If you’re thinking about retirement, you may be asking 'what age can I access my super?' Or, 'when am I eligible for the Government Aged Pension?' Before you can answer these questions, you need to understand what your Preservation and Qualifying Ages are.
When it comes to super, retirement, and the Age Pension, there are 2 important numbers you need to be aware of: your Preservation Age and your Qualifying Age. We’ve outlined the purpose of each and the difference between them.
Your Preservation Age
Your Preservation Age is the minimum age you must reach before you can access your super, and it varies depending on the year you were born.
Use this table (correct at time of publication: 24 September 2019) to find your Preservation Age:
|birth year||age you can access your super|
|Before 1 July 1960||55|
|1 July 1960 to 30 June 1961||56|
|1 July 1961 to 30 June 1962||57|
|1 July 1962 to 30 June 1963||58|
|1 July 1963 to 30 June 1964||59|
|1 July 1964 or after||60|
Visit the ATO website for the latest information.
In addition to reaching your Preservation Age, you need to:
- have permanently retired, or
- want to transition to retirement while you’re still working, or
- have changed jobs on or after turning 60, or
- have turned 65 (even if you’re still working).
In some cases you may be able to access your super before your Preservation Age, such as:
- in times of financial hardship
- on compassionate grounds
- if you’re a temporary resident who’s leaving the country.
READ MORE: ACCESSING YOUR SUPER
I've reached my Preservation Age. Do I need to withdraw all my super at once?
You don’t have to take your super as a lump sum. You can set up an account based pension and draw a regular income, while your super stays invested. Keeping your super invested means you could continue to benefit from investment returns1 in retirement.
AustralianSuper’s account based pension is called Choice Income, and it allows you to control how much super is released to you and how often, a bit like receiving a salary.2 You must be paid at least once a year, or you can choose to be paid every 2 weeks, once a month, once every 3 months or twice a year. It’s up to you. Your Choice Income account is flexible so you can also change your payment and investment options at any time.1
If you’d prefer to keep working after you reach your Preservation Age, you could transition into retirement with AustralianSuper’s TTR Income account1 . This account may allow you to cut back the hours you work, while drawing on your super to make up for a reduced income.
Your Qualifying Age
If you’re eligible for the Government Age Pension, you’ll be able to access it when you reach your Qualifying Age.
Use the following table (correct at time of publication: 24 September 2019) to find your Qualifying Age:
|If you were born...||your qualifying age is|
|Before 1 July 1952||65 years|
|From 1 July 1952 to 31 December 1953||65.5|
|From 1 January 1954 to 30 June 1955||66|
|From 1 July 1955 to 31 December 1956||66.5|
|On, or after 1 January 1957||67|
Visit the Department of Social Services, Australian Government website for the latest information.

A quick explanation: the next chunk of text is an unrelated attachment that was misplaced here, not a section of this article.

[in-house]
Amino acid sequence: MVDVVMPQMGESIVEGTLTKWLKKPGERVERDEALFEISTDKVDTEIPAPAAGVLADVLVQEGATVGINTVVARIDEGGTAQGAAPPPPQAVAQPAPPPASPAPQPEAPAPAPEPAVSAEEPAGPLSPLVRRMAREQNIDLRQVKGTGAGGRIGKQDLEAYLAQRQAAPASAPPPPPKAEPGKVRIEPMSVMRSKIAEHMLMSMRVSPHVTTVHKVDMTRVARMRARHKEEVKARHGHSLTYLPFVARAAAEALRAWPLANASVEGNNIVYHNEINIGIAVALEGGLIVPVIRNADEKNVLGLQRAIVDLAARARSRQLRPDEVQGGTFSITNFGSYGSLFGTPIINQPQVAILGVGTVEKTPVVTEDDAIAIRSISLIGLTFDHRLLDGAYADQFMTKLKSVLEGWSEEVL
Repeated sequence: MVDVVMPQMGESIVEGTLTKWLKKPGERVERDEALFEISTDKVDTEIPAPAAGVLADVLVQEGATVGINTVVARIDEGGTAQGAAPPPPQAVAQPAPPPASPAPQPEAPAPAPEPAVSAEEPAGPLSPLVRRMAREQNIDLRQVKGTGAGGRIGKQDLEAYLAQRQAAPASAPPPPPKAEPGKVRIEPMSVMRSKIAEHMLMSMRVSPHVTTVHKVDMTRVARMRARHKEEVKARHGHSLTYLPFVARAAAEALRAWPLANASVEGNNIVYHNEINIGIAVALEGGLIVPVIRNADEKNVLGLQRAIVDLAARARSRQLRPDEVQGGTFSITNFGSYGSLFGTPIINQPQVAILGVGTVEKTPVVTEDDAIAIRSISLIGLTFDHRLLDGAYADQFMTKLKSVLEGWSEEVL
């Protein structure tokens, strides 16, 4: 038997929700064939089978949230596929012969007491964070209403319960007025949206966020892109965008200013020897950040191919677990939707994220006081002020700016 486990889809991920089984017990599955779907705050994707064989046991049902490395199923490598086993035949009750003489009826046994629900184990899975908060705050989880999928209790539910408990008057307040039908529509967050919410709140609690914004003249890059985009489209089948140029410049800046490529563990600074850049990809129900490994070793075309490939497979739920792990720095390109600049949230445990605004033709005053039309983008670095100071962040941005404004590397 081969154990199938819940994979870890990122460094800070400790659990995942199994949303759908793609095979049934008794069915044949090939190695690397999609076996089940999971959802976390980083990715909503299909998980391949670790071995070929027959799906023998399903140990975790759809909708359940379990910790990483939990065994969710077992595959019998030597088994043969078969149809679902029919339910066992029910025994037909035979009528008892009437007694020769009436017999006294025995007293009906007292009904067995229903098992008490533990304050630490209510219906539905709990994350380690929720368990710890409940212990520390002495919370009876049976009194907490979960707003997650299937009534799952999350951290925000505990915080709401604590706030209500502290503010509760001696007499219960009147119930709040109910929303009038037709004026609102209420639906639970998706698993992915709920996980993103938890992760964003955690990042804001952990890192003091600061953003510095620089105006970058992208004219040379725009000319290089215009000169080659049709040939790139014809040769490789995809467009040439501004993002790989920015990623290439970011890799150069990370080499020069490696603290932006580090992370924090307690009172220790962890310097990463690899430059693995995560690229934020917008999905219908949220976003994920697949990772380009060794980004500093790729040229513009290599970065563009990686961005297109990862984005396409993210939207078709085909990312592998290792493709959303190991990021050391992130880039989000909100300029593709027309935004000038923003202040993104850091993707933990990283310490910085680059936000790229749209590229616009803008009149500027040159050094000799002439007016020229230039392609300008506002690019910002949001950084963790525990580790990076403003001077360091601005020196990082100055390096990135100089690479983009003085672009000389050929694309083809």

As you can see, your Qualifying Age is higher than your Preservation Age. That means that even if you’ve reached the age you can access your super, you may be a number of years away from being eligible to receive the Government Aged Pension.
There are other factors that determine your eligibility for the Government Age Pension, including your residency status, income and assets. Centrelink uses 2 tests to work out your eligibility and calculate any Government Age Pension payments you may receive. They are: the Assets test and the Income test.READ MORE: ARE YOU ELIGIBLE FOR THE GOVERNMENT AGE PENSION?
Helping you plan your retirement
If you feel unsure about any of the information above, speak to a qualified financial adviser who can help clarify things for your personal situation.
If you’re ready to plan your retirement, we have different ways to help.. Register for a free webinar and explore our helpful articles and guides. We can also help you connect with an accredited financial adviser, for personal advice tailored to your needs and goals.
1. Investment returns are not guaranteed. Past performance is not a reliable indicator of future returns.
2. Minimum pension income amounts apply depending on your age. For more information refer to the Choice Income PDS (page 38)
This information may be general financial advice which doesn’t take into account your personal objectives, situation or needs. Before making a decision about AustralianSuper, you should think about your financial requirements and refer to the relevant Product Disclosure Statement. A Target Market Determination (TMD) is a document that outlines the target market a product has been designed for. Find the TMDs at australiansuper.com/tmd. AustralianSuper Pty Ltd ABN 94 006 457 987, AFSL 233788, Trustee of AustralianSuper ABN 65 714 394 898.
This information is general financial advice which doesn’t take into account your personal objectives, situation or needs. Before making a decision about AustralianSuper, you should think about your financial requirements and refer to the relevant Product Disclosure Statement. AustralianSuper Pty Ltd ABN 94 006 457 987, AFSL 233788, Trustee of AustralianSuper ABN 65 714 394 898.
Investment returns are not guaranteed. Past performance is not a reliable indicator of future returns.